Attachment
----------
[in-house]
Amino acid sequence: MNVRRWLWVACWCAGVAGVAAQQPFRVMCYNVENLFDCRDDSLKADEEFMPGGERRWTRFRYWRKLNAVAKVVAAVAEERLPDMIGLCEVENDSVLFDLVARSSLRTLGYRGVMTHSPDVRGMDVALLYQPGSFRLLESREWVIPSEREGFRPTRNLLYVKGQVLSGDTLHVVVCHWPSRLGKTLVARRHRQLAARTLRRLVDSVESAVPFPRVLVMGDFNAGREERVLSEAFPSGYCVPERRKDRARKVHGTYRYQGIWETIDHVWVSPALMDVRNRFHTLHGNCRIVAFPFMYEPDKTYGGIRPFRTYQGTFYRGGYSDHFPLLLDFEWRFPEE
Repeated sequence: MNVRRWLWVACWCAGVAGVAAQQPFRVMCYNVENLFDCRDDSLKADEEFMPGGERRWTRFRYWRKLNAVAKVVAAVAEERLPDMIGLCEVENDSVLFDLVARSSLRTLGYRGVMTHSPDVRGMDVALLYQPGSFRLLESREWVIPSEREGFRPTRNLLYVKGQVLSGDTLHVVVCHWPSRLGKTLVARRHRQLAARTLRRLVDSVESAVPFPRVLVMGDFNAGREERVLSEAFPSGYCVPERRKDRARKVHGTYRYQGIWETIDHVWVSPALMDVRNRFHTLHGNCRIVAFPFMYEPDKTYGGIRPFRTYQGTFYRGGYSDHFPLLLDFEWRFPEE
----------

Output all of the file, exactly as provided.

[in-house]
Amino acid sequence: MNVRRWLWVACWCAGVAGVAAQQPFRVMCYNVENLFDCRDDSLKADEEFMPGGERRWTRFRYWRKLNAVAKVVAAVAEERLPDMIGLCEVENDSVLFDLVARSSLRTLGYRGVMTHSPDVRGMDVALLYQPGSFRLLESREWVIPSEREGFRPTRNLLYVKGQVLSGDTLHVVVCHWPSRLGKTLVARRHRQLAARTLRRLVDSVESAVPFPRVLVMGDFNAGREERVLSEAFPSGYCVPERRKDRARKVHGTYRYQGIWETIDHVWVSPALMDVRNRFHTLHGNCRIVAFPFMYEPDKTYGGIRPFRTYQGTFYRGGYSDHFPLLLDFEWRFPEE
Repeated sequence: MNVRRWLWVACWCAGVAGVAAQQPFRVMCYNVENLFDCRDDSLKADEEFMPGGERRWTRFRYWRKLNAVAKVVAAVAEERLPDMIGLCEVENDSVLFDLVARSSLRTLGYRGVMTHSPDVRGMDVALLYQPGSFRLLESREWVIPSEREGFRPTRNLLYVKGQVLSGDTLHVVVCHWPSRLGKTLVARRHRQLAARTLRRLVDSVESAVPFPRVLVMGDFNAGREERVLSEAFPSGYCVPERRKDRARKVHGTYRYQGIWETIDHVWVSPALMDVRNRFHTLHGNCRIVAFPFMYEPDKTYGGIRPFRTYQGTFYRGGYSDHFPLLLDFEWRFPEE